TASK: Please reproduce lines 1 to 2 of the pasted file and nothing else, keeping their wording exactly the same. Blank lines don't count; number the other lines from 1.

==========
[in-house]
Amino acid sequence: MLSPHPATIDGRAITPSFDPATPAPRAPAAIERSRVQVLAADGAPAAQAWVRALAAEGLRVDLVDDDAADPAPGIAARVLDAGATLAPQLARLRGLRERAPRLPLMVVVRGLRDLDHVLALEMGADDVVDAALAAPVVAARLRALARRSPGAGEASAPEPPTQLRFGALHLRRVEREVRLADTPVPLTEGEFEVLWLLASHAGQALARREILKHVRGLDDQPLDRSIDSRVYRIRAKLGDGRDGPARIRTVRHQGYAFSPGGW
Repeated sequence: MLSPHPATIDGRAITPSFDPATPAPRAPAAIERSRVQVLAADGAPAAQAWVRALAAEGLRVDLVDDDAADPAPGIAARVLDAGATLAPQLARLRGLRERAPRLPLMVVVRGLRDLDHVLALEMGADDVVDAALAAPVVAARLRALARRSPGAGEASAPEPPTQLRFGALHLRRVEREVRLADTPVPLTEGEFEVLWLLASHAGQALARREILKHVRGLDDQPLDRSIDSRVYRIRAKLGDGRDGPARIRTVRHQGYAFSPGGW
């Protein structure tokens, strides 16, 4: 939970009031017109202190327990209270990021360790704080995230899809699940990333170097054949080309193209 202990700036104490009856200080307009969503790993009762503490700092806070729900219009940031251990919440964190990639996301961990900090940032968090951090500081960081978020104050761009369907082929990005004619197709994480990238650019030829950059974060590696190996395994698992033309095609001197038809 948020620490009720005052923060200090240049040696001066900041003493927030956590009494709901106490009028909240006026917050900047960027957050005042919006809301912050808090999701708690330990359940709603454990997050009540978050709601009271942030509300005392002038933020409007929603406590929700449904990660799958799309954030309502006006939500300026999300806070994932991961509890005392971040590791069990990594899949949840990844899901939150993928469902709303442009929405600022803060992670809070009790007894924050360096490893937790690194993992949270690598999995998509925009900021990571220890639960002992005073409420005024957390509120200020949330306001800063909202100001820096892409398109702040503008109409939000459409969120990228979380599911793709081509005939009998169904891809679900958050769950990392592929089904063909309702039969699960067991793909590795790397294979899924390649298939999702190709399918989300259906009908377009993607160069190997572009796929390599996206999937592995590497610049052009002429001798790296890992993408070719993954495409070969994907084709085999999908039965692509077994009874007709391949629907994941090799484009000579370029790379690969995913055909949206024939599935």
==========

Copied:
[in-house]
Amino acid sequence: MLSPHPATIDGRAITPSFDPATPAPRAPAAIERSRVQVLAADGAPAAQAWVRALAAEGLRVDLVDDDAADPAPGIAARVLDAGATLAPQLARLRGLRERAPRLPLMVVVRGLRDLDHVLALEMGADDVVDAALAAPVVAARLRALARRSPGAGEASAPEPPTQLRFGALHLRRVEREVRLADTPVPLTEGEFEVLWLLASHAGQALARREILKHVRGLDDQPLDRSIDSRVYRIRAKLGDGRDGPARIRTVRHQGYAFSPGGW